In the Gospel of Philip, Mary Magdalene is mentioned as one of the three Marys’ who always walked with the Lord and as his companion (59.6-11). In the ‘Pistis Sophia,’ Mary again is preeminent among the disciples, especially in the first three of the four books. She asks more questions than all the rest of the disciples together. And the Savior acknowledges that: Your heart is directed to the Kingdom of Heaven more than all your brothers (26:17-20). Indeed, Mary steps in when the other disciples are despairing to intercede for them before the Savior (218:10-219:2). Her complete spiritual comprehension is repeatedly stressed. She is, however, most prominent in the early second century ‘Gospel of Mary’, which is ascribed pseudonymously to her. More than any other early Christian text, the ‘Gospel of Mary’ presents an unflinchingly good portrait of Mary Magdalene as a woman leader among the disciples.

The Lord himself says she is blessed for not wavering when he appears to her in a vision. When all the other disciples are weeping and frightened, she alone remains steadfast in her faith because she has grasped and appropriated the salvation offered in Jesus’ teachings. Mary models the ideal disciple as she steps into the role of the Savior at his departure, comforts, and instructs the other disciples. Peter asks her to say any words of the Savior, which she might know but that the other disciples have not heard. His request acknowledges that Mary was preeminent among women in Jesus’ esteem, and the question itself suggests that Jesus gave her private instruction. Mary agrees and gives an account of the “secret” teaching she received from the Lord in a vision. The vision is given in the form of a dialogue between the Lord and Mary; it is an extensive account that takes up seven out of the eighteen pages of the work. After the work, Levi confirms that, indeed, the Saviour loved her more than the rest of the disciples (18.14-15). While her teachings do not go unchallenged, the ‘Gospel of Mary’ affirms the truth of her teachings and her authority to teach the male disciples. Mary Magdalene’s dedication and gratitude to Christ were complete. She served Him with everything she had; her money and her labor. She dared to follow Him to the end of His life despite the danger to herself for doing so. She sought to serve Him even after death, and her service to Him was rewarded.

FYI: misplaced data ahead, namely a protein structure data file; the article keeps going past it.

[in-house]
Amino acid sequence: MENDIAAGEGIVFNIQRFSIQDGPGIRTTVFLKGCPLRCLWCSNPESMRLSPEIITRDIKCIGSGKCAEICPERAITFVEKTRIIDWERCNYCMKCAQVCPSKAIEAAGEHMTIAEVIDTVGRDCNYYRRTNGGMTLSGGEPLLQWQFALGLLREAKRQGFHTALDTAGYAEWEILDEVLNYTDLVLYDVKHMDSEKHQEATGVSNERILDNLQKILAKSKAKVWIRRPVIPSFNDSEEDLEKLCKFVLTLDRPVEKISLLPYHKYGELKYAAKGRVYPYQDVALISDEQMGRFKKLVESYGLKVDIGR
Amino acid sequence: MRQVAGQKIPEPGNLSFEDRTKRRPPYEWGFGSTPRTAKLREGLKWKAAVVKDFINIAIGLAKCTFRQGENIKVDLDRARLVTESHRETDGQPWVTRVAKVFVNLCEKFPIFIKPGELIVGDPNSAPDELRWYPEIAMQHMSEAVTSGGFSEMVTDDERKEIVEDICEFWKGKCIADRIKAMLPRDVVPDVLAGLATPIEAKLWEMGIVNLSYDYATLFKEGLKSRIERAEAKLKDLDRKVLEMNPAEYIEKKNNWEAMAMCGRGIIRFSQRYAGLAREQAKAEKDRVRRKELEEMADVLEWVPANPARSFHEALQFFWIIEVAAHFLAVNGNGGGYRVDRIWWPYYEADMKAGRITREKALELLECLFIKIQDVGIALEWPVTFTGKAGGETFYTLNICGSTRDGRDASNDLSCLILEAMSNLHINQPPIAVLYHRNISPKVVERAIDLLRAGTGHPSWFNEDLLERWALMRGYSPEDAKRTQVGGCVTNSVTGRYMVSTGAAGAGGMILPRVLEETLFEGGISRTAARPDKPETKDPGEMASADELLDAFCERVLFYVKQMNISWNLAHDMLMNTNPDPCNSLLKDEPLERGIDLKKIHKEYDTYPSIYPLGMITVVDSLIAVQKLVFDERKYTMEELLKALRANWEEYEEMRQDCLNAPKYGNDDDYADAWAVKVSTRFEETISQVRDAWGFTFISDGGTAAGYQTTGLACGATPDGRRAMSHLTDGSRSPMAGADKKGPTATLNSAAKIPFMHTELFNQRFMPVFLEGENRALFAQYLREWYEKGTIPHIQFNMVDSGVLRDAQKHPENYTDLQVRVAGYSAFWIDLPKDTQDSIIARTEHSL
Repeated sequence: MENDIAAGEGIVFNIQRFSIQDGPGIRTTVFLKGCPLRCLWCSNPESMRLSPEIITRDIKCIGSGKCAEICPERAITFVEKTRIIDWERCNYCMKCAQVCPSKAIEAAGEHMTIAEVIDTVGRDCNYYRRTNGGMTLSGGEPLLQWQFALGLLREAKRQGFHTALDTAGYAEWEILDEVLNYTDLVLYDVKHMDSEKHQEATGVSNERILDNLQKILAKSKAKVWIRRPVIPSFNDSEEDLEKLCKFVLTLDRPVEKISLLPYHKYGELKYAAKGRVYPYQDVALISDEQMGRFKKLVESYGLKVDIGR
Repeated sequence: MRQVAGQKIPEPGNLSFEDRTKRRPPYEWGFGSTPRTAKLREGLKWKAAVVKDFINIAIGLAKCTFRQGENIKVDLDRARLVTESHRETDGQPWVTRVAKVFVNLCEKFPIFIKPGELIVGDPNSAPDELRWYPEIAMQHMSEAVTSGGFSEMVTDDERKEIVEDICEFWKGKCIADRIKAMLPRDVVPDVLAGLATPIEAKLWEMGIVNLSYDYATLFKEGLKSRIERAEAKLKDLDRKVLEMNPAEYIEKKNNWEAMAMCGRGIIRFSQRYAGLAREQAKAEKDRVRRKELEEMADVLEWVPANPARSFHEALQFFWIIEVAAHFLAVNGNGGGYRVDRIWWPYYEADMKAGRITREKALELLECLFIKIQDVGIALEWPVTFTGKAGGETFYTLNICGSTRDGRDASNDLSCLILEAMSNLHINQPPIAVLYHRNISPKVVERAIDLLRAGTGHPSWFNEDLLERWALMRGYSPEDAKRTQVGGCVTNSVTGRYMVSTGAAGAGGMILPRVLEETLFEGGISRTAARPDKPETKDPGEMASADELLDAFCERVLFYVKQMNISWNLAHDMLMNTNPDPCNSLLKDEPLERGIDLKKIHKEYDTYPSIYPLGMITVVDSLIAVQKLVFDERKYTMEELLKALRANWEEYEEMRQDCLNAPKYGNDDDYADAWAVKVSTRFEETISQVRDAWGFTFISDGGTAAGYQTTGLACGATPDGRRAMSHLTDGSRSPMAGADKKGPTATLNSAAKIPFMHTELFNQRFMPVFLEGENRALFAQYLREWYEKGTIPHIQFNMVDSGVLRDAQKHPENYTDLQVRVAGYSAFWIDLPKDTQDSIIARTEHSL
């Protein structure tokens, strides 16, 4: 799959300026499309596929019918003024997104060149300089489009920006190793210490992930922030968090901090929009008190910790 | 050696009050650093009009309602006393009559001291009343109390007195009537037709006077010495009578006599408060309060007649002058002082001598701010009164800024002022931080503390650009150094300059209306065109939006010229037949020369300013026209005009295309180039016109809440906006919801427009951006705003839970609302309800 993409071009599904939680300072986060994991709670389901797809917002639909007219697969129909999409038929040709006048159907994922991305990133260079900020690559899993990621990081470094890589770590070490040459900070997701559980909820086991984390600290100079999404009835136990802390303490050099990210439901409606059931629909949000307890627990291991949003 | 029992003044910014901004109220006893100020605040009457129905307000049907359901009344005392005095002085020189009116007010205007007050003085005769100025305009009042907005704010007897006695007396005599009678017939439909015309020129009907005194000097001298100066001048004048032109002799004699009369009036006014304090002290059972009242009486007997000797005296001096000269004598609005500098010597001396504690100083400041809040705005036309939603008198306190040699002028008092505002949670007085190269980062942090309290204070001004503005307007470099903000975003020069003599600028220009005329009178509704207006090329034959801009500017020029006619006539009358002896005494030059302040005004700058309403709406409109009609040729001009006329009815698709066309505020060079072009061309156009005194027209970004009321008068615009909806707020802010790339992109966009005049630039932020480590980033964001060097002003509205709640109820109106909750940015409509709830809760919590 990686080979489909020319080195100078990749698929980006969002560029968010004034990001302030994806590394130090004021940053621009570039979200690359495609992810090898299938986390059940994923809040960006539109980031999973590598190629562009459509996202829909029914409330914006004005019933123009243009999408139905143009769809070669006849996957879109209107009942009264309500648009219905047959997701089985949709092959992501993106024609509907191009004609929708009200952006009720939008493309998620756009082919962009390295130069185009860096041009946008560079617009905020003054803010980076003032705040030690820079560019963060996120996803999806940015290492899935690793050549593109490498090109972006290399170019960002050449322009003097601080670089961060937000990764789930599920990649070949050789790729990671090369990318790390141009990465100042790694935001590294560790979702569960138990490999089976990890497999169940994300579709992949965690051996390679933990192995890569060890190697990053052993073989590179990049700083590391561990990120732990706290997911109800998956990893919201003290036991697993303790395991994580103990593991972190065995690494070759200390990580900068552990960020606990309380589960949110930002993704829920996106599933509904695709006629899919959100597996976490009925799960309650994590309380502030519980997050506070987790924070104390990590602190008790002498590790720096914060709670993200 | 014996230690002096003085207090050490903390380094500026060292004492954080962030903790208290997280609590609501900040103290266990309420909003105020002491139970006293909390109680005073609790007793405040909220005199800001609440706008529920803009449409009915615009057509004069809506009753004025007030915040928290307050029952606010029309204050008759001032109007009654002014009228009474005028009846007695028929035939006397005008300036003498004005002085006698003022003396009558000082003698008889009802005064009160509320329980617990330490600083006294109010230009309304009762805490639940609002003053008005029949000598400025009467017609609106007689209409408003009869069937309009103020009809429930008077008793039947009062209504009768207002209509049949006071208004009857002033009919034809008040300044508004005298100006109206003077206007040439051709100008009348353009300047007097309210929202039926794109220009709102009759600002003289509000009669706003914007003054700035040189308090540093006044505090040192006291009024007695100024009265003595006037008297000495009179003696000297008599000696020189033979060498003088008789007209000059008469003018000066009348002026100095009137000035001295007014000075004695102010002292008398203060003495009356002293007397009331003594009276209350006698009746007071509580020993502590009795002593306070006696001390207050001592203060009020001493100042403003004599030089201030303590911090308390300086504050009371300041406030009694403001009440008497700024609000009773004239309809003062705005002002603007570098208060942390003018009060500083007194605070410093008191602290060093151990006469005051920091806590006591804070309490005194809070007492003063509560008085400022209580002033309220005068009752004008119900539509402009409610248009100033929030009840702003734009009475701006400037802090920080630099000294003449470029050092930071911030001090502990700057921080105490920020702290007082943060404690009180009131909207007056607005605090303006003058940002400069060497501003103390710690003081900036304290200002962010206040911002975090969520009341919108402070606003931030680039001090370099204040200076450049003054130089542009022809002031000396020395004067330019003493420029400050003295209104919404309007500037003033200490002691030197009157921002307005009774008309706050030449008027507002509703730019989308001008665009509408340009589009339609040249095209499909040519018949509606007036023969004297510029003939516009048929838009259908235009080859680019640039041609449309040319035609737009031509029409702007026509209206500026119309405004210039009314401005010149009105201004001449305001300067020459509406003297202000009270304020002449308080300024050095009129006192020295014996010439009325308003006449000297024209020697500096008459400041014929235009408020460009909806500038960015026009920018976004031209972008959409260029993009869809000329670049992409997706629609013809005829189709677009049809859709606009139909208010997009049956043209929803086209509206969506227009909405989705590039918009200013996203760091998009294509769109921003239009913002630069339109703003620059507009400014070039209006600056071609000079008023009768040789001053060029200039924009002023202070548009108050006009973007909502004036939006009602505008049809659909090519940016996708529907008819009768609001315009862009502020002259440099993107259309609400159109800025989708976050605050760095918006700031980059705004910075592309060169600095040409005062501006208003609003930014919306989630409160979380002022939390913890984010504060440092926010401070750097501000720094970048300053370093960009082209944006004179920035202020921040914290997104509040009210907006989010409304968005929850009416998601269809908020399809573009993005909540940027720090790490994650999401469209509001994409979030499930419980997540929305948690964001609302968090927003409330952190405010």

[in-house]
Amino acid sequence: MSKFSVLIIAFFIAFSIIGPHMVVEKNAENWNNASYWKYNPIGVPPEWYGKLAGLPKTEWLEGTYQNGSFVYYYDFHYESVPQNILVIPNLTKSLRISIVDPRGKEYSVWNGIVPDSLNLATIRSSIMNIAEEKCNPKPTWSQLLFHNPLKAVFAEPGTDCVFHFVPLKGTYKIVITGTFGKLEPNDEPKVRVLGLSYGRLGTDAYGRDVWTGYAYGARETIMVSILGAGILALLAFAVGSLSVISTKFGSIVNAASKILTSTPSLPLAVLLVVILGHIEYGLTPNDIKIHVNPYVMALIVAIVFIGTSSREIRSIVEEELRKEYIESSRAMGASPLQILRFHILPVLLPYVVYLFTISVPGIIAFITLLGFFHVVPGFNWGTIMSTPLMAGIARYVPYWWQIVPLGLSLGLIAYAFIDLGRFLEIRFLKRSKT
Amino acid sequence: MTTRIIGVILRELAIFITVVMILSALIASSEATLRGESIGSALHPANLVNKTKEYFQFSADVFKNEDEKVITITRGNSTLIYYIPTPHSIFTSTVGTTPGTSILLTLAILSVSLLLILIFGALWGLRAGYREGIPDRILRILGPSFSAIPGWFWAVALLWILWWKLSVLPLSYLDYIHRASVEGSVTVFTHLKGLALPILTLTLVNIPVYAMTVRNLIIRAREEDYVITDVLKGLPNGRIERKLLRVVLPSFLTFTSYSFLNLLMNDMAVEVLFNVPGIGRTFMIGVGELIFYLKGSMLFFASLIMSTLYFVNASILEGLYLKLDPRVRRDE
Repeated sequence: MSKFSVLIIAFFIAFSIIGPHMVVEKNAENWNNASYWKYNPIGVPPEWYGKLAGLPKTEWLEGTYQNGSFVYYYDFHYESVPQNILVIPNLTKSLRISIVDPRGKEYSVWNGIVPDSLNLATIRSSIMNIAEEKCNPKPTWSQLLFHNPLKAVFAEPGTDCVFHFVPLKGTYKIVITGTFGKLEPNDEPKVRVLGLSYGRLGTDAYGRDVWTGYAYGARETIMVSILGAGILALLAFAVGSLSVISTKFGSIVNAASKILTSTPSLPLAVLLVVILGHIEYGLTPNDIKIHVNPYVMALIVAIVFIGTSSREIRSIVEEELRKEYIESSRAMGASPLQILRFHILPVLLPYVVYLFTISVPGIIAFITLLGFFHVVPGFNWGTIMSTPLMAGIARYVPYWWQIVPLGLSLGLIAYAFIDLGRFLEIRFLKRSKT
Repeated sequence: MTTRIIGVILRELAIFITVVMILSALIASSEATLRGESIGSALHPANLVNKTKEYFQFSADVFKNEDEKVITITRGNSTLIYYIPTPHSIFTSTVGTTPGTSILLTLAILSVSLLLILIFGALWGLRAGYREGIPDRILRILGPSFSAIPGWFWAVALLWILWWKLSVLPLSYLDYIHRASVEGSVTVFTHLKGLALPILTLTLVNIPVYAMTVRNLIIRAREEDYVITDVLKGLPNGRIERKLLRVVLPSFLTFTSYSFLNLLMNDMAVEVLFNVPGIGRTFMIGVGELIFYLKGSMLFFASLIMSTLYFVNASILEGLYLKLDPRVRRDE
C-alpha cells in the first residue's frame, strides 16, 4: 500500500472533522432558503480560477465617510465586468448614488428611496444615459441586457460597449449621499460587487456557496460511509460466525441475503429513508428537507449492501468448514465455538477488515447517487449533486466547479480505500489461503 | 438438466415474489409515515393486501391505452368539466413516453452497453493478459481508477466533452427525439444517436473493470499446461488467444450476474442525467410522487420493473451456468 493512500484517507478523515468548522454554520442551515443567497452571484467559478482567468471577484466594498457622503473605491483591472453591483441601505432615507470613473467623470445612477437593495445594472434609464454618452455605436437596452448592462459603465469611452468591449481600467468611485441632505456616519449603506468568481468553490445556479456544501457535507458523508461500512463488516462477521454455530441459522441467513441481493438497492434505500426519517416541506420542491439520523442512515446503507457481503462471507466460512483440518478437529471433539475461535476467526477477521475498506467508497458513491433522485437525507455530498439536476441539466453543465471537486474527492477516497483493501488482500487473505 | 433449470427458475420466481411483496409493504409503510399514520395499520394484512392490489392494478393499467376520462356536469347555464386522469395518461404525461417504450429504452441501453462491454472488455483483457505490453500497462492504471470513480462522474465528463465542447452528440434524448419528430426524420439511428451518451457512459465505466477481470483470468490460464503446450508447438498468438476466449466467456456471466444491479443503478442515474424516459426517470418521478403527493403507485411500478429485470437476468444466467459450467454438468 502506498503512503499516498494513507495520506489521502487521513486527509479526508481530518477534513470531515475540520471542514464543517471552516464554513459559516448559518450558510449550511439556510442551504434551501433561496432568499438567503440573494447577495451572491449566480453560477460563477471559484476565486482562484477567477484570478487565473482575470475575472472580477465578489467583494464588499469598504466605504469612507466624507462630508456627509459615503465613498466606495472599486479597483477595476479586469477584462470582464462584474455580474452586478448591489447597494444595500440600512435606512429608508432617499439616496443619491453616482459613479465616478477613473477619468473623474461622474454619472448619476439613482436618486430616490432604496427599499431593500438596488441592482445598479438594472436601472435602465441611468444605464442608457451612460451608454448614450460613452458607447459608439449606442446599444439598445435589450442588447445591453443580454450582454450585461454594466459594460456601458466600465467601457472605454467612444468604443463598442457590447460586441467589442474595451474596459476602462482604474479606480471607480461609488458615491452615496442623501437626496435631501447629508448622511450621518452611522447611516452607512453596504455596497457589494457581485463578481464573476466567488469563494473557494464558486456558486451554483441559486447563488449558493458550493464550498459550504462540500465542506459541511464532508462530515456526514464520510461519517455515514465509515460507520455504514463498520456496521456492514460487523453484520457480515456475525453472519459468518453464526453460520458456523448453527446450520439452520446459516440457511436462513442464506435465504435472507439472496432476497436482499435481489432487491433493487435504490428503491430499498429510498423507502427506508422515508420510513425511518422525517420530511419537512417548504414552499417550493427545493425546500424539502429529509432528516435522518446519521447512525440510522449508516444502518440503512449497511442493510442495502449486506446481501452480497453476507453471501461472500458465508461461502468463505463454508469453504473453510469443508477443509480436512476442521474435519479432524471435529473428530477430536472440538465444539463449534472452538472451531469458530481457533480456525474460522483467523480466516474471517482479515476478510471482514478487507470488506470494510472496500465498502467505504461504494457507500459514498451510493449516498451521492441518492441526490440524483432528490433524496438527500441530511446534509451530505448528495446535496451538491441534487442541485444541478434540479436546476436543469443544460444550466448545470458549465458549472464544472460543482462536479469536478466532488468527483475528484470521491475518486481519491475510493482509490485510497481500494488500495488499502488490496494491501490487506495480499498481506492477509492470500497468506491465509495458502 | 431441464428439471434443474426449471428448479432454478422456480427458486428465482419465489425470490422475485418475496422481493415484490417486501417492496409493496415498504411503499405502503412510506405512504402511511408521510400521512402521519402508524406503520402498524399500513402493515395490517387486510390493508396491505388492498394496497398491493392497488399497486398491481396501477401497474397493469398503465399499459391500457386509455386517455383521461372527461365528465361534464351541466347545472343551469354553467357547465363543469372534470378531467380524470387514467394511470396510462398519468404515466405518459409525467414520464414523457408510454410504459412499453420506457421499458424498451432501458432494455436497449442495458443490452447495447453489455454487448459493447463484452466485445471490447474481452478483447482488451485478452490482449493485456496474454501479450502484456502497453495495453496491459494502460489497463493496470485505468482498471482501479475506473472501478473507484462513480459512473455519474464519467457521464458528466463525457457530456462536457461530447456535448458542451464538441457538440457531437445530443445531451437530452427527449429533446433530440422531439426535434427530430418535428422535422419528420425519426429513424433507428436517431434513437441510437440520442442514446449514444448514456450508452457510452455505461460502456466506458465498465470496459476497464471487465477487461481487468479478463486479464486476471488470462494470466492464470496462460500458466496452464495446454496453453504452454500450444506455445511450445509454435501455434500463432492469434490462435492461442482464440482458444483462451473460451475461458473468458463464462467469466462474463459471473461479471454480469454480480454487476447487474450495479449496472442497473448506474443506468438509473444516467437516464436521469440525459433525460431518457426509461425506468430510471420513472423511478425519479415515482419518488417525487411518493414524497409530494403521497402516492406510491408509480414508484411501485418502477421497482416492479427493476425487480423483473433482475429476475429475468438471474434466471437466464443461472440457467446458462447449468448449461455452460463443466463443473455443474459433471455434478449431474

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[1] Pistis Sophia, 271, is a beautiful image of cleansed and renewed energy centers. The Pistis Sophia has been criticized as a highly edited third-century (at the earliest) version of an earlier Questions of Mary, unfortunately, lost. However, we can find in its writings excellent hints about Mary’s reputation.
[2] Leloup, Jean-Yves, The Gospel of Mary Magdalene, p. xix
[3] For example: from the Pistis Sophia, 193: “Where I shall be, there will also be my twelve ministers, But Mary Magdalene, John, and the Virgin will tower over all my disciples and over all men who shall receive the mysteries in the Ineffable. And they will be on my right and my left. And I am they, and they are I.”